On November 9, 1998, about 1645 eastern standard time, an Air Tractor AT-301, N8770S, collided with a fence post during an attempted go around, at Hilde Ag Strip near Statesboro, Georgia. The airplane was operated by the pilot under the provisions of Title 14 CFR Part 91, and visual flight rules. Visual meteorological conditions prevailed, and no flight plan was filed. There were no injuries to the commercial pilot, and the airplane was substantially damaged. The flight departed the same airstrip in Statesboro, Georgia, at 1615. Use your browsers 'back' function to return to synopsisReturn to Query Page
The pilot stated that he was on an approach to land at the staging airstrip when he noticed that the ground grew had positioned another airplane 2000 feet down the runway. The pilot said that his landing airspeed was a little fast, so to assure a safe clearance, he elected to execute a go-around. When the pilot advanced the throttle for the go-around, the engine spit and sputtered, and lost power. As the pilot maneuvered for a forced landing, the left wing collided with a fence post. The airplane subsequently yawed left, slid on the ground, and collided with trees on the departure end of the extended runway center line.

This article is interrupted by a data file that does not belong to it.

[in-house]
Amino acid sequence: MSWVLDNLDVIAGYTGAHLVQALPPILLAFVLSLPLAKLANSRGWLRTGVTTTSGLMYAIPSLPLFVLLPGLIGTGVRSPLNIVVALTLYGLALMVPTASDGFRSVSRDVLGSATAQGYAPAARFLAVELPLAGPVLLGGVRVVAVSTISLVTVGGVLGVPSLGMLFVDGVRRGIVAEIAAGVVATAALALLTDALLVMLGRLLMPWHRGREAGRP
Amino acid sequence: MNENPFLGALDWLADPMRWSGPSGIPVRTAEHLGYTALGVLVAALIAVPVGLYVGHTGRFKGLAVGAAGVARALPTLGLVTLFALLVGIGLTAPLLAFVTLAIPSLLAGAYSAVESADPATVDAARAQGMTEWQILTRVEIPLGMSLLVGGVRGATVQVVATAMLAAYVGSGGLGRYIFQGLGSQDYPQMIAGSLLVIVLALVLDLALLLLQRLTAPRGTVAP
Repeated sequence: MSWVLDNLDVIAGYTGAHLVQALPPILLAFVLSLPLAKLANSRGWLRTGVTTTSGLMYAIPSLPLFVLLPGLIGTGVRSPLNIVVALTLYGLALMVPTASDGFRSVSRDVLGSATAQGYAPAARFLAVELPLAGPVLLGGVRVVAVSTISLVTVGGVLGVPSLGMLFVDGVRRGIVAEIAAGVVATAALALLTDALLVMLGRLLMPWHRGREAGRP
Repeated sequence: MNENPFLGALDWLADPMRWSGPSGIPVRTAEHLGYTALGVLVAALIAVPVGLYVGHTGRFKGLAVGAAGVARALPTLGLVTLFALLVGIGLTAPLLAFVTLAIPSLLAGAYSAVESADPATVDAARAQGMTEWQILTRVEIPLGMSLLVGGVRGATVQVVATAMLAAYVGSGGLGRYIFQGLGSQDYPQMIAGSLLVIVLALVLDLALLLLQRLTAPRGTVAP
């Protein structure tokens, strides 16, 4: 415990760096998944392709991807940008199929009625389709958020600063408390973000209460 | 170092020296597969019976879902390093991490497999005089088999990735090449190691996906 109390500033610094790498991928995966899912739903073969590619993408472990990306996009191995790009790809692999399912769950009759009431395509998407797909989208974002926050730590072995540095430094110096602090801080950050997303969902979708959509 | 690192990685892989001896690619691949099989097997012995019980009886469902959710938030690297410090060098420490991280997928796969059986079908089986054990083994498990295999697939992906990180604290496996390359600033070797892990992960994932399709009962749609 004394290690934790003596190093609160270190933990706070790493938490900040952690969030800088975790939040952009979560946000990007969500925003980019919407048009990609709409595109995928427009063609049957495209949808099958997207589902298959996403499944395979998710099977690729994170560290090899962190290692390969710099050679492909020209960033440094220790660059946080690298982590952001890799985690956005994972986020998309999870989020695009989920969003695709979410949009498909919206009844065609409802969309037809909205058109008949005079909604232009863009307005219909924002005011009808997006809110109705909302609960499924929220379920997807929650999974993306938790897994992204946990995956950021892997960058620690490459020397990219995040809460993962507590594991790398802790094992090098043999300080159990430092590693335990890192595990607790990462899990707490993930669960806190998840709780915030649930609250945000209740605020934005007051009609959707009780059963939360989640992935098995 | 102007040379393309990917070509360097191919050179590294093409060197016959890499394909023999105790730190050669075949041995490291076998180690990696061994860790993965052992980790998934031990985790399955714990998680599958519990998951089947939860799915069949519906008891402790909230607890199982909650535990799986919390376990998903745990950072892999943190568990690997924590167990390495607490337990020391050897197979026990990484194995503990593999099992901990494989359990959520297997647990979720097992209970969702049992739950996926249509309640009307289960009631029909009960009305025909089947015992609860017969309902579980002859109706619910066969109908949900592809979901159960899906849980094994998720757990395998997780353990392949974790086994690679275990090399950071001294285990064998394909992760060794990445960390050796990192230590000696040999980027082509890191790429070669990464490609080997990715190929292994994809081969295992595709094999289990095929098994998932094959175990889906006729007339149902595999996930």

The pilot also stated that he did not apply carburetor heat unless temperatures were 70 degrees Fahrenheit or below. However, according to the Air Tractor Flight Manual, during the approach and landing, the pilot is instructed to apply carburetor heat when weather conditions are favorable for the formation of carburetor ice.
During the examination of the engine, the spark plugs were removed from the engine and found to be sooted. It was stated by the Federal Aviation Administration inspector that the spark plugs were re-installed in the engine and the engine was operated at a low power setting.
A review of the weather data disclosed that conditions were favorable for the formation of carburetor icing.